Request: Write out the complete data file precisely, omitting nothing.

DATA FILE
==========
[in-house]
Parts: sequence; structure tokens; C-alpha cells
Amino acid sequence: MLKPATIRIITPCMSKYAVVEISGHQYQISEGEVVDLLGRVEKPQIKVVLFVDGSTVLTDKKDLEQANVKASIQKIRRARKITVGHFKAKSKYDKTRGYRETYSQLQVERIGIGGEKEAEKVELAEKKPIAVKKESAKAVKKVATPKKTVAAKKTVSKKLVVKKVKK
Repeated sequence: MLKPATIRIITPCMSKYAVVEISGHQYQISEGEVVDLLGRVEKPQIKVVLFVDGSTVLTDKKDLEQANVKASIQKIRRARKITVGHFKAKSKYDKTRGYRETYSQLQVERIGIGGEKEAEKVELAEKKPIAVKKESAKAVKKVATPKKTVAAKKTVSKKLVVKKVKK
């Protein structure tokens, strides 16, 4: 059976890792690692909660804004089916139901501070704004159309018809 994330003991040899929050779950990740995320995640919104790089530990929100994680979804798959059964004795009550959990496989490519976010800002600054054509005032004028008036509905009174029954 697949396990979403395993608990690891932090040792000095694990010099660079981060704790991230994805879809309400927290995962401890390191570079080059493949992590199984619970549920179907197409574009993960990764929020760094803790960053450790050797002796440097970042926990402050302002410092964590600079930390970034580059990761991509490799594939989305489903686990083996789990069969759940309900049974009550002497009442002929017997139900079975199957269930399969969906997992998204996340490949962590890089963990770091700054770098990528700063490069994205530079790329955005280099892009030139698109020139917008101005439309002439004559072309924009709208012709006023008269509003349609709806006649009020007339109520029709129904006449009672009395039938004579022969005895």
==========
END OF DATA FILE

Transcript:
[in-house]
Parts: sequence; structure tokens; C-alpha cells
Amino acid sequence: MLKPATIRIITPCMSKYAVVEISGHQYQISEGEVVDLLGRVEKPQIKVVLFVDGSTVLTDKKDLEQANVKASIQKIRRARKITVGHFKAKSKYDKTRGYRETYSQLQVERIGIGGEKEAEKVELAEKKPIAVKKESAKAVKKVATPKKTVAAKKTVSKKLVVKKVKK
Repeated sequence: MLKPATIRIITPCMSKYAVVEISGHQYQISEGEVVDLLGRVEKPQIKVVLFVDGSTVLTDKKDLEQANVKASIQKIRRARKITVGHFKAKSKYDKTRGYRETYSQLQVERIGIGGEKEAEKVELAEKKPIAVKKESAKAVKKVATPKKTVAAKKTVSKKLVVKKVKK
């Protein structure tokens, strides 16, 4: 059976890792690692909660804004089916139901501070704004159309018809 994330003991040899929050779950990740995320995640919104790089530990929100994680979804798959059964004795009550959990496989490519976010800002600054054509005032004028008036509905009174029954 697949396990979403395993608990690891932090040792000095694990010099660079981060704790991230994805879809309400927290995962401890390191570079080059493949992590199984619970549920179907197409574009993960990764929020760094803790960053450790050797002796440097970042926990402050302002410092964590600079930390970034580059990761991509490799594939989305489903686990083996789990069969759940309900049974009550002497009442002929017997139900079975199957269930399969969906997992998204996340490949962590890089963990770091700054770098990528700063490069994205530079790329955005280099892009030139698109020139917008101005439309002439004559072309924009709208012709006023008269509003349609709806006649009020007339109520029709129904006449009672009395039938004579022969005895």